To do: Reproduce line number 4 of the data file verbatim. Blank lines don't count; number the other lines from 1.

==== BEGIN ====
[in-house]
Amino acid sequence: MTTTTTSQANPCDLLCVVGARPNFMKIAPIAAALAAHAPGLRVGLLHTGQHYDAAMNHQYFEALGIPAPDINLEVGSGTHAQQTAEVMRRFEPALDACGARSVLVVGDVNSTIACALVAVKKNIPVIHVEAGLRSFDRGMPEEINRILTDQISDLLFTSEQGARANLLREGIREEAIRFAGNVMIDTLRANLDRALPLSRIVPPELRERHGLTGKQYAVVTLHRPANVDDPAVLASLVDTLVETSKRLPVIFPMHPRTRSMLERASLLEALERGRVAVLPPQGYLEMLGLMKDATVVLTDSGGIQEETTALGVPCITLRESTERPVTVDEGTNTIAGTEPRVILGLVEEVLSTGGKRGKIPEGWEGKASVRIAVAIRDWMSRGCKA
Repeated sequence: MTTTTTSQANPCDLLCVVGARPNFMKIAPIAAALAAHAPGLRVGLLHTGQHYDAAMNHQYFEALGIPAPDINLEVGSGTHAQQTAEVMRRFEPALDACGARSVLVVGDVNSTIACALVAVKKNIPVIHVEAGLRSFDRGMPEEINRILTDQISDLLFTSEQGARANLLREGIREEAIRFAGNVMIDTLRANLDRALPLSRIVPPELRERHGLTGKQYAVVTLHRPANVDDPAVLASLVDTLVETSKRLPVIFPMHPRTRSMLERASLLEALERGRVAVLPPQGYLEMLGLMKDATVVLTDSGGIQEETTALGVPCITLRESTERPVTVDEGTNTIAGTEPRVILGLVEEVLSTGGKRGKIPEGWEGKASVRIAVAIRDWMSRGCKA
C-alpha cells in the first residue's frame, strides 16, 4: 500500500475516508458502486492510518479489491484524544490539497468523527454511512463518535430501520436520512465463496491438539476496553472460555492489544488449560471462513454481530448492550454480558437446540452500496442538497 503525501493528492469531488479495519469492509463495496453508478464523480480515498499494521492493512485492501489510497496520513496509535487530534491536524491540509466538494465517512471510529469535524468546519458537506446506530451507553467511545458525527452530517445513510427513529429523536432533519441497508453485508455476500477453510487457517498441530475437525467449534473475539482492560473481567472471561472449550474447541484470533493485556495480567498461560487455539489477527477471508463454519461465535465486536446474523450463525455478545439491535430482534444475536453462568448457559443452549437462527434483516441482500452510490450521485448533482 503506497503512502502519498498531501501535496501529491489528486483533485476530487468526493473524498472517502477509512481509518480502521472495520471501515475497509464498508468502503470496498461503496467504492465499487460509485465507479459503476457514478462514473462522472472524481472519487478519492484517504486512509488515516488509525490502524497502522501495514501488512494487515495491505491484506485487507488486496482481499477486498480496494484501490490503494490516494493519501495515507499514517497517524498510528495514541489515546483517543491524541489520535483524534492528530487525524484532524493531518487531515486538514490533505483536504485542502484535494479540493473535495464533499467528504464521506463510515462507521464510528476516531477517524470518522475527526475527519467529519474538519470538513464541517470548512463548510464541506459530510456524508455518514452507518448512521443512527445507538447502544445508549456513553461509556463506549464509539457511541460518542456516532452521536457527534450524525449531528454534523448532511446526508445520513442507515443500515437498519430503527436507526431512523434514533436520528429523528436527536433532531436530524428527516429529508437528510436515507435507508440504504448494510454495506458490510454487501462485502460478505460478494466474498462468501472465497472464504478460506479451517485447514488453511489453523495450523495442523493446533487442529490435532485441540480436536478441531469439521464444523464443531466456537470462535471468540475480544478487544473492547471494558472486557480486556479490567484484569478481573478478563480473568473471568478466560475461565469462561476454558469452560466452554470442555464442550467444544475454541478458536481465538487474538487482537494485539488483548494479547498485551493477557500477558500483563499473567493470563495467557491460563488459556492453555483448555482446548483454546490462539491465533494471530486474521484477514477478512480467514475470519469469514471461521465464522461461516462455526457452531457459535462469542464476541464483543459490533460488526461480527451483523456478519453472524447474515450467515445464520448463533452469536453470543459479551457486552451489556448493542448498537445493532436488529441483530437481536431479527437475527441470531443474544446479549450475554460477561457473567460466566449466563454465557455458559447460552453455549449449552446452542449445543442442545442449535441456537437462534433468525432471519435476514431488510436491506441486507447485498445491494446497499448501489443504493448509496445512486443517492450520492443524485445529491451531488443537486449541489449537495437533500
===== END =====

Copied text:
C-alpha cells in the first residue's frame, strides 16, 4: 500500500475516508458502486492510518479489491484524544490539497468523527454511512463518535430501520436520512465463496491438539476496553472460555492489544488449560471462513454481530448492550454480558437446540452500496442538497 503525501493528492469531488479495519469492509463495496453508478464523480480515498499494521492493512485492501489510497496520513496509535487530534491536524491540509466538494465517512471510529469535524468546519458537506446506530451507553467511545458525527452530517445513510427513529429523536432533519441497508453485508455476500477453510487457517498441530475437525467449534473475539482492560473481567472471561472449550474447541484470533493485556495480567498461560487455539489477527477471508463454519461465535465486536446474523450463525455478545439491535430482534444475536453462568448457559443452549437462527434483516441482500452510490450521485448533482 503506497503512502502519498498531501501535496501529491489528486483533485476530487468526493473524498472517502477509512481509518480502521472495520471501515475497509464498508468502503470496498461503496467504492465499487460509485465507479459503476457514478462514473462522472472524481472519487478519492484517504486512509488515516488509525490502524497502522501495514501488512494487515495491505491484506485487507488486496482481499477486498480496494484501490490503494490516494493519501495515507499514517497517524498510528495514541489515546483517543491524541489520535483524534492528530487525524484532524493531518487531515486538514490533505483536504485542502484535494479540493473535495464533499467528504464521506463510515462507521464510528476516531477517524470518522475527526475527519467529519474538519470538513464541517470548512463548510464541506459530510456524508455518514452507518448512521443512527445507538447502544445508549456513553461509556463506549464509539457511541460518542456516532452521536457527534450524525449531528454534523448532511446526508445520513442507515443500515437498519430503527436507526431512523434514533436520528429523528436527536433532531436530524428527516429529508437528510436515507435507508440504504448494510454495506458490510454487501462485502460478505460478494466474498462468501472465497472464504478460506479451517485447514488453511489453523495450523495442523493446533487442529490435532485441540480436536478441531469439521464444523464443531466456537470462535471468540475480544478487544473492547471494558472486557480486556479490567484484569478481573478478563480473568473471568478466560475461565469462561476454558469452560466452554470442555464442550467444544475454541478458536481465538487474538487482537494485539488483548494479547498485551493477557500477558500483563499473567493470563495467557491460563488459556492453555483448555482446548483454546490462539491465533494471530486474521484477514477478512480467514475470519469469514471461521465464522461461516462455526457452531457459535462469542464476541464483543459490533460488526461480527451483523456478519453472524447474515450467515445464520448463533452469536453470543459479551457486552451489556448493542448498537445493532436488529441483530437481536431479527437475527441470531443474544446479549450475554460477561457473567460466566449466563454465557455458559447460552453455549449449552446452542449445543442442545442449535441456537437462534433468525432471519435476514431488510436491506441486507447485498445491494446497499448501489443504493448509496445512486443517492450520492443524485445529491451531488443537486449541489449537495437533500